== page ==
Hospital exec’s retention bonuses ruled not pensionable

Hospital exec’s retention bonuses ruled not pensionable
Had the retention bonuses been pensionable, the pension benefit would have been much higher than the value of the contributions. Photo: Shutterstock
In-house counsel and pension plan administrators may want to review how retention bonuses are treated when it comes to employee’s pensionable earnings following a case involving a hospital executive in Ontario.

In Shaw v. Healthcare of Ontario Pension Plan, the question at issue was whether retention bonuses promised to an employee should be considered pensionable earnings under his pension plan.

“The interesting thing in this case is that in interpreting the plan the court looked at the effect on all plan members, not just between Mr. Shaw and HOOPP,” said Christopher Mayer, an associate with Blake Cassels & Graydon LLP, who was presenting at a Nov. 8 seminar on recent developments on pensions and benefits law.

Over his career, Gregory Shaw worked with four Ontario hospitals and the Ontario Hospital Association as a senior human resources executive. He had been accruing pension benefits in the HOOPP since 1983.

In 2008, Shaw and the OHA negotiated an employment agreement in which severance provisions were replaced with non-discretionary retention bonuses paid in addition to his salary. During the negotiations, the OHA retained an actuary to provide the OHA with estimates of the effect of Shaw’s pension benefit entitlements, but HOOPP was not involved.

Shaw said he agreed to the retention bonus amendment because the actuarial valuations indicated he would have a higher pension benefit than with the original agreement that included a severance.

Towards the end of his employment, Shaw was entitled to receive three retention bonuses, one year apart. The bonuses were to be $100,000 paid on Nov. 1 2009, $150,000 on Oct. 31 2010, and $225,000 on Oct. 21, 2011.

The bonuses were not discretionary — they were to be paid even if employment ended in accordance with his employment contract.

Shaw received the first bonus of $100,000 minus $9,600 deducted as his required contribution to the plan, which was sent by OHA to HOOPP for deposit. HOOPP took the position at trial that the purpose of the $9,600 remittance at the time it was paid was misrepresented, or at least incomplete.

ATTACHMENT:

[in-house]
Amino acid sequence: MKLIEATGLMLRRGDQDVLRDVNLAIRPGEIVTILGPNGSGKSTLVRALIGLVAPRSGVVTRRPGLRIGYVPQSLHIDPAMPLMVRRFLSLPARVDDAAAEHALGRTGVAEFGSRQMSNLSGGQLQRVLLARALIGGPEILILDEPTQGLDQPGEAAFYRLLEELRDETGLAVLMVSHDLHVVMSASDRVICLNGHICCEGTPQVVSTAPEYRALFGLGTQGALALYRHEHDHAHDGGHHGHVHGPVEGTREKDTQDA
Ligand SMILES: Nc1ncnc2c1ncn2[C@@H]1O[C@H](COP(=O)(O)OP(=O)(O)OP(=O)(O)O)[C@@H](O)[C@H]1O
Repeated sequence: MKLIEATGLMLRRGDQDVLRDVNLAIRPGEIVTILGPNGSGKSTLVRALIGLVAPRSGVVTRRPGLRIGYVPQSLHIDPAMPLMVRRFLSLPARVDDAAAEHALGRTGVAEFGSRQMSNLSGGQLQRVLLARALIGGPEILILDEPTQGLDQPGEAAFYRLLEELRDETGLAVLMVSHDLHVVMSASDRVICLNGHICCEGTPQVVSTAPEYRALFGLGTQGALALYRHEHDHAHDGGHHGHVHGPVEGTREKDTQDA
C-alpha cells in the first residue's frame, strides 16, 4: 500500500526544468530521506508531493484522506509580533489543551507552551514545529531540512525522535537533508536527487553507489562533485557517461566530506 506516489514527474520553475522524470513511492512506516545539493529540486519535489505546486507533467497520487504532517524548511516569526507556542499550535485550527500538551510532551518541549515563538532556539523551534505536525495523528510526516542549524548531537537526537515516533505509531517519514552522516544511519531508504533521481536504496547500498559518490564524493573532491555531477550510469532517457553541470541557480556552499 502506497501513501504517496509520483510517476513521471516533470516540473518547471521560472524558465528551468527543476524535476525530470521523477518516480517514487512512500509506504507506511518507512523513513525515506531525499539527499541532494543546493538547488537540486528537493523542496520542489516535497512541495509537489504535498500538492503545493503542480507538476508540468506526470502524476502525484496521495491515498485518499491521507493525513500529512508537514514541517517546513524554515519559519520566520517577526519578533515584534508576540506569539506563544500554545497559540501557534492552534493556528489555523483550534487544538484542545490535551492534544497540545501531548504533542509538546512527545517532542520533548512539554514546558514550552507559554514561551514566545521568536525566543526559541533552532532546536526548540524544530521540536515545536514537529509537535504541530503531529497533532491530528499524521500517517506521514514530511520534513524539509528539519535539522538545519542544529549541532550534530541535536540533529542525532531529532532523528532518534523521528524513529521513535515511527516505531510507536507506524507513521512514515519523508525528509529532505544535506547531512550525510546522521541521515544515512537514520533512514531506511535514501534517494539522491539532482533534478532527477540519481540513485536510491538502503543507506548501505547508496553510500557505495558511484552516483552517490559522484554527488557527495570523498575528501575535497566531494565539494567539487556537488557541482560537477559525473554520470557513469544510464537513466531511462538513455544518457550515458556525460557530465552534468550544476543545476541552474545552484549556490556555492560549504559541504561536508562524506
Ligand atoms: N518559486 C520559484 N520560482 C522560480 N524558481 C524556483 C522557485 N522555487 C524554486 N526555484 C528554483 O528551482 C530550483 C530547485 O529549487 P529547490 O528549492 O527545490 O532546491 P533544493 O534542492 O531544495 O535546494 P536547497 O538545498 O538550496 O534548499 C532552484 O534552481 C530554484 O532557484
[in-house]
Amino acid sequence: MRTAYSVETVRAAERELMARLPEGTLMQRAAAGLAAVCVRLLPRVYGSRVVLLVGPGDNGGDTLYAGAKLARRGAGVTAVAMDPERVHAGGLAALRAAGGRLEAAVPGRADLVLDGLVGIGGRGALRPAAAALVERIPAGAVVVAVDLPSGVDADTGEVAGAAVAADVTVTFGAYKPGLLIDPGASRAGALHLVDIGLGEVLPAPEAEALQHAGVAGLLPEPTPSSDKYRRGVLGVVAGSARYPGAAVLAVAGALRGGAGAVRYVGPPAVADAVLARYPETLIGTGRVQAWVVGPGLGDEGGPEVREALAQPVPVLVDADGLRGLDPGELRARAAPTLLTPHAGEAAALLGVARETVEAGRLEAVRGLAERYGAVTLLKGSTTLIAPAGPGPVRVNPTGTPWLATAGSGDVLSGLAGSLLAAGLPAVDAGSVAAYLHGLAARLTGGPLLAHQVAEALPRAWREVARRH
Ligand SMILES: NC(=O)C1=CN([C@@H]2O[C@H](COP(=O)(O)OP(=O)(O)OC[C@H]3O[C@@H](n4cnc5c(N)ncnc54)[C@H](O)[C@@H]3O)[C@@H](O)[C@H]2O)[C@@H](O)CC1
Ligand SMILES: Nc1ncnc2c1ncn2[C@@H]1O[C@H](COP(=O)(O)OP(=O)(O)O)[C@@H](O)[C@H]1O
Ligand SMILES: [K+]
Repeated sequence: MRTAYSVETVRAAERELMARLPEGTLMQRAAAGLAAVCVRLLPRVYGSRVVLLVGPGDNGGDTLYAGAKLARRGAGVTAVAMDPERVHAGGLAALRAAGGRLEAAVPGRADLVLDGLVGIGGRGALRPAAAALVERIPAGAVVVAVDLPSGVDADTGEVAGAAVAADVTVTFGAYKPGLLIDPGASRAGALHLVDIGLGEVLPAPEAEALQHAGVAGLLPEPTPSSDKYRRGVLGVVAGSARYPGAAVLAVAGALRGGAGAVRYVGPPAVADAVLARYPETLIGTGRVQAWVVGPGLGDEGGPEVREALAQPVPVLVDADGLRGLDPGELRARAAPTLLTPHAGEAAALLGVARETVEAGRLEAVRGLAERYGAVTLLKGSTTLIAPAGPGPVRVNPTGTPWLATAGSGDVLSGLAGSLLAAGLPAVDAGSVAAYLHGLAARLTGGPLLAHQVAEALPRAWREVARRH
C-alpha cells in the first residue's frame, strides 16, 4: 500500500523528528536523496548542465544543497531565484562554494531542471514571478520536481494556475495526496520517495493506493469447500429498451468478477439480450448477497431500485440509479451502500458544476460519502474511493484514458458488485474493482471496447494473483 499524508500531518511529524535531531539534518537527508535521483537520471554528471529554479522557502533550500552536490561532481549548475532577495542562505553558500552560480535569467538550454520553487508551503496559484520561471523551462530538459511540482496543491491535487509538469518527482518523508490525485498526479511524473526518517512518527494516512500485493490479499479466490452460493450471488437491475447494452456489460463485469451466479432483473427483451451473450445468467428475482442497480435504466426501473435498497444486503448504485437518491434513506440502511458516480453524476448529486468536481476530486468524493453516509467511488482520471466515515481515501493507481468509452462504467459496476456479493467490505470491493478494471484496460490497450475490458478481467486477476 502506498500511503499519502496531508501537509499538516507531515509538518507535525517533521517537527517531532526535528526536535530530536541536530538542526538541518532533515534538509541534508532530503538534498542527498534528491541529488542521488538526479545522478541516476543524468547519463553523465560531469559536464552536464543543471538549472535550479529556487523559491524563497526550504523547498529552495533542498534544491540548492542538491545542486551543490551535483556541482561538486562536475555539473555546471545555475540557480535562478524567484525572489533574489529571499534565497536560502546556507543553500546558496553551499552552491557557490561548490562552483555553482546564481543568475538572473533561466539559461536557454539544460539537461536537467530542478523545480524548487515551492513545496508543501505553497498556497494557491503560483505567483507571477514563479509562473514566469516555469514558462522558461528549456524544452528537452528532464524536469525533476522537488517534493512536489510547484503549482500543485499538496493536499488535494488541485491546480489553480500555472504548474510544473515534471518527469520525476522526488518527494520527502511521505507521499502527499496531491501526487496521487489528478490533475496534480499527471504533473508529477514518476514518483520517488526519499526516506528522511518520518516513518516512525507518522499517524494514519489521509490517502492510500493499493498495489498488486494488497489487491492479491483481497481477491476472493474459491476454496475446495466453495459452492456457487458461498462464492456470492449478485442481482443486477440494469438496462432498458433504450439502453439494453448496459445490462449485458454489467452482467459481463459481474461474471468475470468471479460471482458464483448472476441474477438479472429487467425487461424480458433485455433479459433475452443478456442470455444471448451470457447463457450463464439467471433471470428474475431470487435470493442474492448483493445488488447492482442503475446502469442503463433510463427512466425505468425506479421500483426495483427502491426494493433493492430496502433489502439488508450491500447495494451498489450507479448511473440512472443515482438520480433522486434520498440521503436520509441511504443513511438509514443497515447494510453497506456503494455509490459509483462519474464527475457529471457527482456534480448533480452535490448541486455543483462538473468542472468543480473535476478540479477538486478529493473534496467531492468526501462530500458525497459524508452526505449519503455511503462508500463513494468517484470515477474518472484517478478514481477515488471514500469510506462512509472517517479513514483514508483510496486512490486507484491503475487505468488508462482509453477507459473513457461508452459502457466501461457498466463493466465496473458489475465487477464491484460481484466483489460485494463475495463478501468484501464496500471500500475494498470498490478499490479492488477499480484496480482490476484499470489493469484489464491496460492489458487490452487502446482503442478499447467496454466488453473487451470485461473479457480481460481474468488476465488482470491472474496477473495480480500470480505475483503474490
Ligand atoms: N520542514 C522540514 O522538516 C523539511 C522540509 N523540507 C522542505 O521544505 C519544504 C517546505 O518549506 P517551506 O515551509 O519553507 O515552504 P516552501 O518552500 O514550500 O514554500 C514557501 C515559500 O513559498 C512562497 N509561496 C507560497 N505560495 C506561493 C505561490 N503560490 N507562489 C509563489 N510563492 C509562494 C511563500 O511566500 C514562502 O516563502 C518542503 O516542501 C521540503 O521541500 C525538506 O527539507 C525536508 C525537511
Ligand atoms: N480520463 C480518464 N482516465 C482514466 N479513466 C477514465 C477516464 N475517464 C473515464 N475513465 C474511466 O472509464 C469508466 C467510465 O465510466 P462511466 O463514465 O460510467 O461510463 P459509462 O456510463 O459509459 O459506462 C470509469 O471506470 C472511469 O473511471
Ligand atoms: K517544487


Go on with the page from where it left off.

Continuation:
Shaw’s employment was terminated by the OHA in May 2010 without cause. He argued the retention bonuses should be included in his pensionable earnings, which would have increased his pension entitlement significantly when factoring in his best five years earnings.

In July 2010, he brought an application for a declaration that the retention bonuses were pensionable earnings. At trial, the pension plan argued the bonuses should be excluded from calculating Shaw’s pension entitlement. To decide the issue the Superior Court of Justice looked at the HOOPP plan and Shaw’s employment contract.

The HOOPP plan indicated that “pensionable earnings included wages, salary and other amounts paid in relation to hours, weeks or other specific periods of time in which a member is employed, and that form a regular and integral part of the member’s remuneration.”

“The court didn’t have much trouble with the first part of that definition,” said Mayer. “The bonuses were other amounts paid in relation to specific periods of time. But what it did get caught up on was whether the bonuses were a ‘regular and integral’ part of Mr. Shaw’s remuneration.”

According to Mayer, the interesting aspect of the case is in interpreting what “regular remuneration” meant. The court looked at the funding effect on the plan of having these bonus payments included as part of pensionable earnings. Had the retention bonuses been considered pensionable, they would have resulted in a pension benefit much higher than the value of the contributions, resulting in a funding deficit.

The court decision states: “The three payments to Mr. Shaw have a combined value of $475,000. If those payments were considered to be pensionable, Mr. Shaw would contribute 9.6 per cent, or $45,600, to the Plan. Those contributions, however, would give rise to a pension benefit the present value of which is $1.275 million, nearly 28 times the value of the contributions themselves. OHA would also be required to make contributions, and while there is no evidence as to what amount would have to be paid by OHA resulting from the total payments of $475,000, it would be some fraction of that, with the result that the bulk of the present value of $1.275 million would have been unfunded.”

“It didn’t just look at frequency, or how often they were paid, it looked at the pension Mr. Shaw would have obtained from having these bonuses included and noted that it would be several times higher than the contribution amount made by Mr. Shaw and the OHA regarding the bonuses,” he said.

The court decided the bonus amount was not covered by the contribution amount, and indicated a pension plan must be interpreted according to its main purpose which is to provide a pension funded on actuarial assumptions fair to all employee beneficiaries under the plan.

The actuarial assumptions include long-term earnings assumptions which require payments by the employee which should reflect those assumptions, the court said.

“So part of what is regular is part of what we assume in our long-term earnings assumptions and as a result the bonuses were not regular and not included in pensionable earnings,” said Mayer.

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